When starting out with Next Generation Sequencing, you might encounter a little puzzle: How do I sequence specific regions of DNA or RNA rather than the whole genome?.
The answer to your puzzle comes in the form of NGS Enrichment strategies.
Enrichment strategies for Next Generation Sequencing are methods to increase the amount of target DNA or RNA in a sample. They are used when researchers are only interested in some regions of the genome. The types of enrichment strategies are the capture-based method and PCR-based method.
For instance, as a researcher, you are not always interested in sequencing an organism's complete genome (WGS). Although you extract total DNA as your input sample, you might want to only sequence regions of interest using known sequences that bind to those regions.
In other cases, you are more interested in understanding the gene expression, and for this, you only need the mRNA, which is only 2% of the total RNA. So how do you separate your target mRNA from the rest of the sample? This is where enrichment strategies come into play.
Enrichment strategies are useful because they not only increase the depth of sequencing for your target molecules but these strategies also help you to save time and money.
In this article, you will see the different enrichment strategies for target DNA/RNA molecules, the steps of each strategy, advantages, disadvantages, and applications.
Table of Contents
An enrichment strategy is a method designed in molecular biology to target regions within a DNA or RNA sample. Enrichment is often used when the analysis focuses only on one section of the genome or transcriptome.
Enrichment strategies are convenient because they are cost-effective and save time since you only sequence a fraction of the genome.
An important concept in this process is sequencing depth. Sequencing depth is the number of times the DNA polymerase has to read the same region in the genome. Depending on the technology, this can be 1 to 100 times. There is a positive relationship between the amount of times the polymerase reads the same region and the accuracy. The less time spent reading, the less accurate it is.
Because enrichment enhances the sequencing depth in target molecules, more data can be obtained from your target regions in the genome, which reduces the downstream data analysis.
There are two commonly used types of enrichment strategies. They are the capture-based method and PCR-based method.
The capture-based method is an enrichment strategy where oligos with biotinylated ends bind to your DNA/RNA library target sequences. The capture-based method is used after the standard library preparation to enrich libraries with the molecules of your interest. The library can be prepared in advance using ligation or tagmentation processes.
In the capture method, oligos are complementary to your target sequences. The biotin molecule attached to the oligos is used to pull the target molecules down with beads; therefore, you end with an enriched library with the molecules of interest. This process also significantly reduces the size of the libraries that go for sequencing.
The PCR-based method is an enrichment strategy that uses different primers to amplify the region of interest.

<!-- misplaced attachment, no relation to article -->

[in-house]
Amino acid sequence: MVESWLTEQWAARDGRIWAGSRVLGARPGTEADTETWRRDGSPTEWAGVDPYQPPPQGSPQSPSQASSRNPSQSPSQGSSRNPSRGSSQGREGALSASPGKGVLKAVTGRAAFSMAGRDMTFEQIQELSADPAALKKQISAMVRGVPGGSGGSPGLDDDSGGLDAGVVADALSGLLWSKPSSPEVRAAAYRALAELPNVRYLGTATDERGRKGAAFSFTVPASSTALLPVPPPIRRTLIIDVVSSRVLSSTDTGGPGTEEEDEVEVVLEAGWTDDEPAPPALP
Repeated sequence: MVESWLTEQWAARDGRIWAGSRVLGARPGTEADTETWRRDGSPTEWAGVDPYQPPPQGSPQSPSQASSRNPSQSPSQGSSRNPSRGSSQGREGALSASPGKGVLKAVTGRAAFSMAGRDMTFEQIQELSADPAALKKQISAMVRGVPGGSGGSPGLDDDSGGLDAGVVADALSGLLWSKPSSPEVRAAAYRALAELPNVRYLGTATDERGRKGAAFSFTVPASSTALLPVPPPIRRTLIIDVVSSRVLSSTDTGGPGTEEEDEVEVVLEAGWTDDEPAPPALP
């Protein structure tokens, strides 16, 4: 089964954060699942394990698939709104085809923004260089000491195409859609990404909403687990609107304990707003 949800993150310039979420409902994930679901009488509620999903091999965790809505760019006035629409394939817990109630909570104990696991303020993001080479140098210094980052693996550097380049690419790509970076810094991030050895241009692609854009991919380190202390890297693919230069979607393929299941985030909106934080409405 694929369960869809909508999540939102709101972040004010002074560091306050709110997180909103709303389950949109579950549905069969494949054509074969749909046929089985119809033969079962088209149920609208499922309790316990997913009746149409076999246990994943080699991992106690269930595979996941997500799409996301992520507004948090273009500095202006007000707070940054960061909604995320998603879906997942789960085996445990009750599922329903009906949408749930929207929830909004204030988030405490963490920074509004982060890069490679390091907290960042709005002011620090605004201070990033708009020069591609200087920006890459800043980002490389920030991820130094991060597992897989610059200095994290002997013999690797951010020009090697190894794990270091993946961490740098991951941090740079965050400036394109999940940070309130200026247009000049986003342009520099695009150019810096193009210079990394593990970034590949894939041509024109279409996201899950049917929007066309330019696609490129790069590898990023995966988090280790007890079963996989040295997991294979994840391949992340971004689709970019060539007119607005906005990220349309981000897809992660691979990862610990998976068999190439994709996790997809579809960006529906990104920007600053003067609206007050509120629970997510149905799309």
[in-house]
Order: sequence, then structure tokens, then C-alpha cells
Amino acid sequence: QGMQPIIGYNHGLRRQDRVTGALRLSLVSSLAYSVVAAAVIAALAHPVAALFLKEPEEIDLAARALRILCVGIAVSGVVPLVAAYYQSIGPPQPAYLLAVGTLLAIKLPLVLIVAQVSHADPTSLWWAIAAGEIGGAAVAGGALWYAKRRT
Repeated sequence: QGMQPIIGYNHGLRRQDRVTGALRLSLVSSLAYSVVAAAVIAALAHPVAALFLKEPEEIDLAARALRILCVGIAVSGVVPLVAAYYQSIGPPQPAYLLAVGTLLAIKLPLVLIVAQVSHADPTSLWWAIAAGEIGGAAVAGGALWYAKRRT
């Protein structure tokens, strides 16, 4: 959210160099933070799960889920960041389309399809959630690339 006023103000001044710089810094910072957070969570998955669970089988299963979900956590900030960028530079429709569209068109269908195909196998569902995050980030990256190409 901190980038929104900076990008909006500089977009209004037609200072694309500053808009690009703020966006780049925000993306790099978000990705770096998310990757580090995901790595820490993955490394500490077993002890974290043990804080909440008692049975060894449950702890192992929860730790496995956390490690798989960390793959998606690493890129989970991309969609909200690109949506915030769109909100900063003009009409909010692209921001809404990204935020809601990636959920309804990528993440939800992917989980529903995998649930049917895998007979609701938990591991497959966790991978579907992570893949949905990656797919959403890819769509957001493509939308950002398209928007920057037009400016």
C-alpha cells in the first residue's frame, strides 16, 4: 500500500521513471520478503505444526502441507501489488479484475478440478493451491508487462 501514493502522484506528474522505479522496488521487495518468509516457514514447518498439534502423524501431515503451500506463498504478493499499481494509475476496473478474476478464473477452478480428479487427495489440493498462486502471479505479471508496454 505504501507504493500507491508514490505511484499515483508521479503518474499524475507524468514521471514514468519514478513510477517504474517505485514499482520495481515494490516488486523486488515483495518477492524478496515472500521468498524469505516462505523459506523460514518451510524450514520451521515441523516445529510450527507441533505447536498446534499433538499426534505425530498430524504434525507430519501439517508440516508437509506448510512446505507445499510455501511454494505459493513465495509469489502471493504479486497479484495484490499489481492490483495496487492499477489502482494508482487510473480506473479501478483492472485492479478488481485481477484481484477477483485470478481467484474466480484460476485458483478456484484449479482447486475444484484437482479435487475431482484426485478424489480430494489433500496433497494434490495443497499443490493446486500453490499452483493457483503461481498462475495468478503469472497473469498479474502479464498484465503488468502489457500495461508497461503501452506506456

Here, primers bind to your target region in your genomic DNA or input sample. Then, PCR amplification is performed to end with an enriched library. Unlike the capture-based method, the PCR-based method is done before the library preparation.
The PCR primers that bind to your target region of genomic DNA contain partial adapters. Then, several rounds of PCR amplification is done, and a second PCR step is necessary to attach the final NGS adapters to your target molecules. Finally, library prep proceeds as usual and allows you to end with an enriched library ready for sequencing.
Comparison of enrichment strategies
Enrichment strategies make NGS cheaper, more efficient, and reliable because it only focuses on target molecules. Each enrichment strategy has its advantages and disadvantages.
Applications of Enrichment Strategies in NGS
The capture-based method is commonly used for the following applications
- Studying Human diseases (Parasites, fungi, bacteria, and viruses)
- Detection of sequence variation
- Single nucleotide polymorphism detection (SNP)
- Insertion/deletion (Iindel) detection
- Copy number variation (CNV) detection
- Screening multiple markers in multiple samples
- Disease detection (Oncology)
- Germline variants detection
- Genome editing validation
The PCR-based method is commonly used for the subsequent applications
For more resources, check our website https://goldbio.com/
García-García, G., Baux, D., Faugère, V., Moclyn, M., Koenig, M., Claustres, M., & Roux, A.-F. (2016). Assessment of the latest NGS enrichment capture methods in clinical context. Scientific Reports, 6(1), 20948. https://doi.org/10.1038/srep20948
Gaudin, M., & Desnues, C. (2018). Hybrid Capture-Based Next Generation Sequencing and Its Application to Human Infectious Diseases. Frontiers in Microbiology, 9, 2924. https://doi.org/10.3389/fmicb.2018.02924
Herman, D. S., Hovingh, G. K., Iartchouk, O., Rehm, H. L., Kucherlapati, R., Seidman, J. G., & Seidman, C. E. (2009). Filter-based hybridization capture of subgenomes enables resequencing and copy-number detection. Nature Methods, 6(7), 507-510. https://doi.org/10.1038/nmeth.1343
Kozarewa, I., Armisen, J., Gardner, A. F., Slatko, B. E., & Hendrickson, C. L. (2015). Overview of Target Enrichment Strategies. Current Protocols in Molecular Biology, 112(1). https://doi.org/10.1002/0471142727.mb0721s112
Singh, R. R. (2022). Target Enrichment Approaches for Next-Generation Sequencing Applications in Oncology. Diagnostics, 12(7), 1539. https://doi.org/10.3390/diagnostics12071539